This is a detail shot of a statue called "Lion of St. Mark."  It's Venetian and dates to the 17th or 18th century.  It's a gilded, winged lion carved in wood and plaster.  Historically it's a symbol of the evangelist St. Mark.  I looked up St. Mark and read that he was once a servant who (unverifiably) poured out the water that Jesus turned to wine (John 2:1-11). Mark is also said to have been the servant who carried water to the house where the Last Supper took place (Mark 14:13).

I am not a religious person myself, but I thought that this shot turned out pretty cool.  I dig the Chinese-dragon nature of the lion's mouth, the detail on the wings and the way the gilding glows.  That's why it's my "Pic Of The Week."


I took this photo inside Kew Gardens, the Royal Botanic Gardens of London.  This shot is the interior of Kew's Waterlily House.  It's the hottest and most humid of their glasshouses and it's truly a step into another world.  When I was there last week the waterlilies, including the Nymphaea and the "giant Victoria cruziana" were in full bloom.  Just for reference, one of these giant lilypads is big enough for a full-grown adult to sit or lay down on.  They're enormous.  I felt like Alice in Wonderland after she drank the "make-me-smaller" drink.  I was lucky enough to be there so early in the day that no other people were crowding the space, allowing this pristine photo.  That is why this is my "Pic Of The Week."


I've been playing Scrabble today, and while it tends to give me a headache, I find it pretty satisfying.  I don't win often -- in fact I don't think I've won once yet -- but I dig it.  This game lasted 'til one player used up all his tiles and the other player (me) had only two left.  That's relatively hard to achieve, so I documented the board and made it my "Pic Of The Week."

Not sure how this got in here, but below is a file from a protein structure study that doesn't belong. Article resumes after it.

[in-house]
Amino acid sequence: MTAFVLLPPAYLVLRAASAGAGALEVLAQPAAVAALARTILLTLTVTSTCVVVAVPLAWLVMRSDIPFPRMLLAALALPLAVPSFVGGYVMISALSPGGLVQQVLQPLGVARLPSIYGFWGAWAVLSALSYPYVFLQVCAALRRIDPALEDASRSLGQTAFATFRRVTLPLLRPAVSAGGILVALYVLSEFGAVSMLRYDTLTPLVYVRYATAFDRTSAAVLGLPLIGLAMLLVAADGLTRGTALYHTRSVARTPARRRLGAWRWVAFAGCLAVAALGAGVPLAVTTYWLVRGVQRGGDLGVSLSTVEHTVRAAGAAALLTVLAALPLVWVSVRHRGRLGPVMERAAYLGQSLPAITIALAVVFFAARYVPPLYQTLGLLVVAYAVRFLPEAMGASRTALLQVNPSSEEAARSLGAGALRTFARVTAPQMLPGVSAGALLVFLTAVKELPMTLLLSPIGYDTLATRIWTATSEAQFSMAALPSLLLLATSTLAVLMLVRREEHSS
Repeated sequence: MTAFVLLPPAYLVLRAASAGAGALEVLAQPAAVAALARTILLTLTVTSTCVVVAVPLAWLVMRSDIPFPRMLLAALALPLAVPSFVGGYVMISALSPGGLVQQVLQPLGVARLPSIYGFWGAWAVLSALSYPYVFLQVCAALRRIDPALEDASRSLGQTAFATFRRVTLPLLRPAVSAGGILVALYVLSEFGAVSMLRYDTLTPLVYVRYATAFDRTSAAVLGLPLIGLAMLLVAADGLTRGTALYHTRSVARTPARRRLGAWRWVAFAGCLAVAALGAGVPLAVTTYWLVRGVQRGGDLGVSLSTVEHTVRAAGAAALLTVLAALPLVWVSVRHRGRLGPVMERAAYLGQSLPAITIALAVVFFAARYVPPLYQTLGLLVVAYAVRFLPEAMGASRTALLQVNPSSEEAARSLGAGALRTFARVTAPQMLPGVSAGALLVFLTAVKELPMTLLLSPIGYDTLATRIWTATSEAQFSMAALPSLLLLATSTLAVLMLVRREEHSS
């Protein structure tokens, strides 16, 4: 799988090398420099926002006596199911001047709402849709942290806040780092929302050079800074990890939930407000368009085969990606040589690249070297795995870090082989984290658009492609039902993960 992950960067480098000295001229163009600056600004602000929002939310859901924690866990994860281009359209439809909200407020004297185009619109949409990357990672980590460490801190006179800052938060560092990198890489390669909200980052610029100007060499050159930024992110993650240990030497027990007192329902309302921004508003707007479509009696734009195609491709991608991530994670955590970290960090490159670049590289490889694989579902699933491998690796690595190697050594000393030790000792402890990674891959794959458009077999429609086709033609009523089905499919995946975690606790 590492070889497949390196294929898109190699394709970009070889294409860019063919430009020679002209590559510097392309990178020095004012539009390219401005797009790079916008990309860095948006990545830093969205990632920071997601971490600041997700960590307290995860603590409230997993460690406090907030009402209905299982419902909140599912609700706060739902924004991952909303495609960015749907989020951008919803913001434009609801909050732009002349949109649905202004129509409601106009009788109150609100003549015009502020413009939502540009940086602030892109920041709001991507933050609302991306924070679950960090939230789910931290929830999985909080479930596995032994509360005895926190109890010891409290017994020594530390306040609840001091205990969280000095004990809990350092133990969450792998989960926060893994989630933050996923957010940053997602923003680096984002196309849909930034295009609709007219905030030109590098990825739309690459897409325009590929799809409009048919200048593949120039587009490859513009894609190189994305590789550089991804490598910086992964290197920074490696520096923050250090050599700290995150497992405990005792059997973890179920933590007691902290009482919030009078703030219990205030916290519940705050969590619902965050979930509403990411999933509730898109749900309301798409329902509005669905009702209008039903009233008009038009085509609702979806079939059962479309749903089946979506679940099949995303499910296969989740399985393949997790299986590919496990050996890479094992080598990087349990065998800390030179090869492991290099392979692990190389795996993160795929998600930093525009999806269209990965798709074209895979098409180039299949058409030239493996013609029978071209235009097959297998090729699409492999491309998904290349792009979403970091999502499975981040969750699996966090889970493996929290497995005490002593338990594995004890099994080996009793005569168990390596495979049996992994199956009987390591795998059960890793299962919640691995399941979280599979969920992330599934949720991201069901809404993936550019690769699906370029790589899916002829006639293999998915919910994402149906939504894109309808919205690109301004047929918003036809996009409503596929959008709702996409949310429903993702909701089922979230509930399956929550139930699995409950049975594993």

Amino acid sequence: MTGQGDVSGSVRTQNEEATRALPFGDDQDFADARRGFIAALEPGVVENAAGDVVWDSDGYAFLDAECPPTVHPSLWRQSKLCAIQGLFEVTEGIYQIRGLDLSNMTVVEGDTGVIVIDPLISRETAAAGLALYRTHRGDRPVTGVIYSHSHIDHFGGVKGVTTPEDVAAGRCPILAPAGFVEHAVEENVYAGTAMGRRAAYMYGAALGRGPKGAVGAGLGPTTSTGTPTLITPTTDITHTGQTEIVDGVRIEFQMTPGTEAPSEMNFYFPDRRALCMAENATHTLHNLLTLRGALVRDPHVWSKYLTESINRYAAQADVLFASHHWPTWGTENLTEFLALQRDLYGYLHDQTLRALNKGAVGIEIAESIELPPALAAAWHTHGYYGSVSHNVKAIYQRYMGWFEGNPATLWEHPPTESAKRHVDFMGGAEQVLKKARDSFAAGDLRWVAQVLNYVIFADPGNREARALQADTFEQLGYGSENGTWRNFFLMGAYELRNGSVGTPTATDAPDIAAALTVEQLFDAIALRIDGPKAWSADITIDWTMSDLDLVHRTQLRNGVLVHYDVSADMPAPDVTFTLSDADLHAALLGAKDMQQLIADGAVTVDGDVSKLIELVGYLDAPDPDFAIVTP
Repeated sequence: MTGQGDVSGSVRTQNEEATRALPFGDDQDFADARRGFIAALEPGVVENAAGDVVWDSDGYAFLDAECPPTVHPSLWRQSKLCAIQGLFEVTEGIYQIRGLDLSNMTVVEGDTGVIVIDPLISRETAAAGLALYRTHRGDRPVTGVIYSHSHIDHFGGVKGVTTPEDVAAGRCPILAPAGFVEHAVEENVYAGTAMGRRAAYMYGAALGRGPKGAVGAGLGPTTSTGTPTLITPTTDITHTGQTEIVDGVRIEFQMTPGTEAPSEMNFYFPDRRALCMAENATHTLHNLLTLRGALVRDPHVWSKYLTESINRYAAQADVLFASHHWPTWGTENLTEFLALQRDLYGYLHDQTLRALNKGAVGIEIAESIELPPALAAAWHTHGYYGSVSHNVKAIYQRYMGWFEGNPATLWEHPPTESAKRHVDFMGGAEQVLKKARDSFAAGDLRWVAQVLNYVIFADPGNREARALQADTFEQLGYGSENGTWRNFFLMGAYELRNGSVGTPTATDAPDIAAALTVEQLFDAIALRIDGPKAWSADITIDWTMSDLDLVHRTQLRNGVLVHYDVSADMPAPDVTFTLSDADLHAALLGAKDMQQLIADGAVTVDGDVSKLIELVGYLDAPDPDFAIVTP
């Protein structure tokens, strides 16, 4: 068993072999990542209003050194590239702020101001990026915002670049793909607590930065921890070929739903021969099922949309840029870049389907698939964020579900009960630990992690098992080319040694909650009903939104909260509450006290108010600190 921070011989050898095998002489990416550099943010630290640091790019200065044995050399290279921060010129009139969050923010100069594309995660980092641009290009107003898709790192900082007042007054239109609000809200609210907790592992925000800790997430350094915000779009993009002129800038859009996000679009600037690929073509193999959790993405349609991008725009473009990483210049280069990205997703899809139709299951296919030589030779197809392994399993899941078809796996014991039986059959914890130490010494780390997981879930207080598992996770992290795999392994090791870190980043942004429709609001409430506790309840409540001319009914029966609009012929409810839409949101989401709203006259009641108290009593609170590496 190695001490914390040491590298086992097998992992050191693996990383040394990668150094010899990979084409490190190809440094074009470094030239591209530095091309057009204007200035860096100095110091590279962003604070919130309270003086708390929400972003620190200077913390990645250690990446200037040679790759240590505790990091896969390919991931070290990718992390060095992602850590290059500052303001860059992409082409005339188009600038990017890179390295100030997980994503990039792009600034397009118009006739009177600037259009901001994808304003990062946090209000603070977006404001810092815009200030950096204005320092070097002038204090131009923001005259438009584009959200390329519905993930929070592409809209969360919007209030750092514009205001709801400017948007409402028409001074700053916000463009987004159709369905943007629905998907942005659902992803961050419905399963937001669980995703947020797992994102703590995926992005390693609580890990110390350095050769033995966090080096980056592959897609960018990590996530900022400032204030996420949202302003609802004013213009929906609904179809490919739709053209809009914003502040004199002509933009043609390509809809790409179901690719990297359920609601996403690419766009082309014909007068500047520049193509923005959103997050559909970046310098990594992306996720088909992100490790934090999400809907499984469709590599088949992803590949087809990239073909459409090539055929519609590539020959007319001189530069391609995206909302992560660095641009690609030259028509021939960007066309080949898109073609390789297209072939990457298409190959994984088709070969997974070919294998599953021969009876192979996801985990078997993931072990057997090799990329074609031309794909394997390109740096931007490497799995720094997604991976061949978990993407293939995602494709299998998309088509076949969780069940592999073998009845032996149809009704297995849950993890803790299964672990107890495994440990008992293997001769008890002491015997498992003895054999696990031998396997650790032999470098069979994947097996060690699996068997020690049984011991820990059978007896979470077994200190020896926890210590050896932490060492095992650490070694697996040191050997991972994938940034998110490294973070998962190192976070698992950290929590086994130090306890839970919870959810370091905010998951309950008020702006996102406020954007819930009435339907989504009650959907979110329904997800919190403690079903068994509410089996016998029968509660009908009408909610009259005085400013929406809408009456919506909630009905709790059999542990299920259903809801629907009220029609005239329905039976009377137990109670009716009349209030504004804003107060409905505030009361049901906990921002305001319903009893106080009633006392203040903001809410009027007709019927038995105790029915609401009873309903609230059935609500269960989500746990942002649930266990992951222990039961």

I promise something more scenic NEXT week.


I took this photo while waiting for the tube in Waterloo Station.  It's just an advertisement for The Economist, but I like what it said.  I think the world should be everyone's oyster.  That's why it's my "Pic Of The Week."


I took this photo last week inside The White Tower (the centerpiece structure inside The Tower of London).  The White Tower was built by William the Conqueror in the year 1100.  In case you don't know, The Tower of London site wasn't just a fortress, it was the home of King Henry III and King Henry VII, the site where Anne Boleyn was executed and the place where Queen Elizabeth I was imprisoned.  It's also the current home of flightless ravens and The Crown Jewels, which are spectacular.  This photo is of a set of wooden statues called "Gin and Beer" that I found while walking through The White Tower -- they are Jacobean and date back to the 17th century.  Gin and beer were apparently the most popular alcoholic beverages of the time in which the statues were carved...  Basically, I just thought they looked cool, so this is my "Pic Of The Week."